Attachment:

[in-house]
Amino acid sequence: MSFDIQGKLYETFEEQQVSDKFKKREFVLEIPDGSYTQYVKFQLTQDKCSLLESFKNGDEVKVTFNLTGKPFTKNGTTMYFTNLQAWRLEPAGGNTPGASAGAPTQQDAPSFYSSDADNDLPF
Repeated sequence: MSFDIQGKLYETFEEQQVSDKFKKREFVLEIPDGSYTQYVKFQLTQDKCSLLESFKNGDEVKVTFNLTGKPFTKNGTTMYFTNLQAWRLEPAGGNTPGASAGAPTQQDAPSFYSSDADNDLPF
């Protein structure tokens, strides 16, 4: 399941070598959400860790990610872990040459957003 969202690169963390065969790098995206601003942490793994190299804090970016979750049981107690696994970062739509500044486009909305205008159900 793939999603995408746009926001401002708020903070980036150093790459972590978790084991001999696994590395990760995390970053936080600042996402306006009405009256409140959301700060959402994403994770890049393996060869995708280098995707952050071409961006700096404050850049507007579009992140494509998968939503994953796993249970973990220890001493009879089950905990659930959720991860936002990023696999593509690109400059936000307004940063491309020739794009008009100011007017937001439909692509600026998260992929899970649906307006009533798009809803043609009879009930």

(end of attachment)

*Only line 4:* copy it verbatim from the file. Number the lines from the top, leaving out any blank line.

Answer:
């Protein structure tokens, strides 16, 4: 399941070598959400860790990610872990040459957003 969202690169963390065969790098995206601003942490793994190299804090970016979750049981107690696994970062739509500044486009909305205008159900 793939999603995408746009926001401002708020903070980036150093790459972590978790084991001999696994590395990760995390970053936080600042996402306006009405009256409140959301700060959402994403994770890049393996060869995708280098995707952050071409961006700096404050850049507007579009992140494509998968939503994953796993249970973990220890001493009879089950905990659930959720991860936002990023696999593509690109400059936000307004940063491309020739794009008009100011007017937001439909692509600026998260992929899970649906307006009533798009809803043609009879009930």